What do we really mean when we use terms like "abortion access" and "reproductive justice"?
Nov. 12, the New York Times ran an op-ed from noted pregnancy center opponent Meaghan Winter titled, "The Stealth Attack on Abortion Access."
Ms. Winter, who has devoted the better part of the last three years attacking community-based nonprofits who serve women and families with life-affirming pregnancy help (see here, here, here, here and here for a primer) argues in her most recent piece that pregnancy centers represent an sneak attack on "abortion access."
Citing the 1976 Hyde Amendment, which bars the federal government from spending taxpayer money directly on abortion — fungibility and state funding not included — Ms. Winter argues that access to abortion has long been a major issue.
This, combined with the recent introduction of state and local laws requiring surgical abortion clinics to maintain admitting privileges to local hospitals has perpetuated "a struggle for reproductive justice" where, we "will not achieve equal opportunity until a poor woman has the same sovereignty over her body and her future as a wealthy man."
Where do pregnancy help organizations fit into this maelstrom of access to abortion? According to Ms. Winter, at the very forefront of the effort, "obstruct[ing] women's access to abortion."
Ms. Winter considers the threat of pregnancy centers and medical clinics so dire, in fact, that she leads off her op-ed with the following anecdote:
A YEAR ago, a mother and self-described "God-fearing woman" called me after she had an abortion. She said that earlier, when she found herself unexpectedly pregnant, she drove straight to what she thought was a comprehensive health care provider near her home in Columbus, Ohio. When she asked about abortion, the staff told her she shouldn't murder her child. Ohio requires an ultrasound before an abortion, so the woman listened to the staff's condemnations, taking them to heart, crying. She told me later, "I didn't know where else to go."
She had landed at a crisis pregnancy center, a religious nonprofit organization that obstructs women's access to abortion. In recent years, many more low-income women are finding themselves in her shoes.
Through the lens of this woman, a "God-fearing woman" that is, Ms. Winter intends to demonstrate to the reader that pregnancy centers represent a clear and present threat to abortion access. Indeed, she spells that intention out in no uncertain terms at the beginning of her second paragraph.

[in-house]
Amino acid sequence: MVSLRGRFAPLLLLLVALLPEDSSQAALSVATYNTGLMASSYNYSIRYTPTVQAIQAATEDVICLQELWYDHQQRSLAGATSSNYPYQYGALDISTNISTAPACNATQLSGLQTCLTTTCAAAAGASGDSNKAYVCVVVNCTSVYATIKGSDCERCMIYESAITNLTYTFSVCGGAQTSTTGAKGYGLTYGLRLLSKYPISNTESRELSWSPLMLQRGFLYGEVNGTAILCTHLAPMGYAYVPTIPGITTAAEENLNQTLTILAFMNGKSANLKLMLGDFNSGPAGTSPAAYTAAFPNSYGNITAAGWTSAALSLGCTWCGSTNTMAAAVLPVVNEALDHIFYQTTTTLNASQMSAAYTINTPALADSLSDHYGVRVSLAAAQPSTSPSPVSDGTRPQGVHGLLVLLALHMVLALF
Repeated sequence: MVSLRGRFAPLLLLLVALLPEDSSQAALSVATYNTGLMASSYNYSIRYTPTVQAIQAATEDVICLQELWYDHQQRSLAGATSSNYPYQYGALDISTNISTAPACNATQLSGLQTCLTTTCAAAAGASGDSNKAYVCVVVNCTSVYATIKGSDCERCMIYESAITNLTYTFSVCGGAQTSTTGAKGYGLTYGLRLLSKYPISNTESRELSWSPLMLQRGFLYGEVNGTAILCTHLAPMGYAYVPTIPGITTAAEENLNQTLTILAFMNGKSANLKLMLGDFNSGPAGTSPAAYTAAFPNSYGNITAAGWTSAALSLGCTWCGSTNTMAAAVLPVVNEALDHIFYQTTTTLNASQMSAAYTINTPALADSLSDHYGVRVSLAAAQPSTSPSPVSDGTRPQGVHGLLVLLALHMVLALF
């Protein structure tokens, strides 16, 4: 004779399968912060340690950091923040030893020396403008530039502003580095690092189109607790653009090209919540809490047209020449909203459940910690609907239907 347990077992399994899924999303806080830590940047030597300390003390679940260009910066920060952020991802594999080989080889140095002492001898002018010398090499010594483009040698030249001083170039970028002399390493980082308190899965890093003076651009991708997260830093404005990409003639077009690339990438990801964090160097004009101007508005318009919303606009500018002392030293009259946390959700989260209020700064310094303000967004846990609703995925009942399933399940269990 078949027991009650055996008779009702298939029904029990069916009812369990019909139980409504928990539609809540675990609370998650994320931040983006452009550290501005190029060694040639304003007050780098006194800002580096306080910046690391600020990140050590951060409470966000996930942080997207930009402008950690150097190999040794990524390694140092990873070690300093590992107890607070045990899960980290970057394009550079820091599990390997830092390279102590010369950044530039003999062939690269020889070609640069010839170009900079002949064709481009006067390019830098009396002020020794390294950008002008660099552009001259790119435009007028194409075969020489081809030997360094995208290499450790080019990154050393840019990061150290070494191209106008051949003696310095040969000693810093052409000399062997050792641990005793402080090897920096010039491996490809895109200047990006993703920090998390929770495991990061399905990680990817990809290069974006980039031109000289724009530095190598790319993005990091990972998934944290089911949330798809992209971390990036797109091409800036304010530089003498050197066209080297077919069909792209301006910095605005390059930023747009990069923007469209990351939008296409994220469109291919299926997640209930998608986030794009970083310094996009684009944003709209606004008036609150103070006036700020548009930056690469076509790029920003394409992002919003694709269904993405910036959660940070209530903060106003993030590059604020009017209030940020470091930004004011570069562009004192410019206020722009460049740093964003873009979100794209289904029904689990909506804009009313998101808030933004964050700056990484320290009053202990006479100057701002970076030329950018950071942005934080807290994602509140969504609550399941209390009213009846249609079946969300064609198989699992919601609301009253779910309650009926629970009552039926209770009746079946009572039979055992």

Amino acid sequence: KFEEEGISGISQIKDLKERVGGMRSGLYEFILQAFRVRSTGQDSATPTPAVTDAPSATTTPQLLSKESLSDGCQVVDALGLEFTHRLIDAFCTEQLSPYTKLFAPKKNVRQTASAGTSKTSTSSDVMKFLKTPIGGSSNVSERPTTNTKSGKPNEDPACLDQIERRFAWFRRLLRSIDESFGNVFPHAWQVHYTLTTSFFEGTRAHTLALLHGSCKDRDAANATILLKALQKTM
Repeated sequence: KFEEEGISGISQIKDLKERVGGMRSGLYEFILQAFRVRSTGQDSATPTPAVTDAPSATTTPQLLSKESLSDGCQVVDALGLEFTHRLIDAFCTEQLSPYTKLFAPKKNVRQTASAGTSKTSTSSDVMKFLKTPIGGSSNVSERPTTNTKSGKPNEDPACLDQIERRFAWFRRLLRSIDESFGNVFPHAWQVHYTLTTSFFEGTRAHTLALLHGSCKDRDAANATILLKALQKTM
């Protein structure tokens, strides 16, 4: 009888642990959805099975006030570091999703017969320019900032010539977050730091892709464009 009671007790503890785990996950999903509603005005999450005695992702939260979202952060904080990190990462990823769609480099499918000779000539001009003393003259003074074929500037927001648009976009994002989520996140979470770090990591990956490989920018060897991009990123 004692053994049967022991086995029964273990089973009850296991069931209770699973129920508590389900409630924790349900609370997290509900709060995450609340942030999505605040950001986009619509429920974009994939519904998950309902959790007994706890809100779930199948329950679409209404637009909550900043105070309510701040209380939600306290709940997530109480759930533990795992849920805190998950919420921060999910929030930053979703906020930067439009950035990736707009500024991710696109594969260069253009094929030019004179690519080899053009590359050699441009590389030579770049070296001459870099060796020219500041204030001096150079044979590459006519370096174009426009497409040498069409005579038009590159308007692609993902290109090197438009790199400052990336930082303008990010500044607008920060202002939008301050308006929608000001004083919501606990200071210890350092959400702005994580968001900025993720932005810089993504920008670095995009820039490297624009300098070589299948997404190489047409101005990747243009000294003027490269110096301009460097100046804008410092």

However, setting aside some questionable elements of these two paragraphs — an anonymous woman's hearsay and reaction to an unidentified center — there is a fatal flaw to Ms. Winter's argument that she herself introduces. Did you catch it?
The woman had an abortion!
She visited a pregnancy center, left the center under her free will, and went to an abortion clinic instead.
This is a sad story, even if we can question the validity of its details. We know that many women resort to abortion even after they have visited even the best, most effective pregnancy help centers and medical clinics.
What this story does not represent, however, is any threat whatsoever to "abortion access." That should be apparent enough in the fact that the "God-fearing woman" who may or may not have been "low-income" still gained "access" to an abortion clinic.
In what way was this woman blocked from gaining access to abortion? The answer seems quite clear: she wasn't.
When a woman "lands at a crisis pregnancy center," what she can expect is the emotional support, practical resources and vital information — like what she might find on an ultrasound, for instance — she needs to make the healthiest choice for everyone involved in her pregnancy.
These community-based organizations are committed to protecting maternal health and promoting child well-being because the life of a mother and her baby are worth more than an abortion facility's bottom line.
When free access to pregnancy tests, ultrasounds, peer counseling, parenting classes and baby boutiques can be understood as a "stealth attack," the only people who will suffer are the hundreds of thousands of mothers and babies helped by pregnancy centers every year.
Where is the "reproductive justice" in that?
This article was originally posted here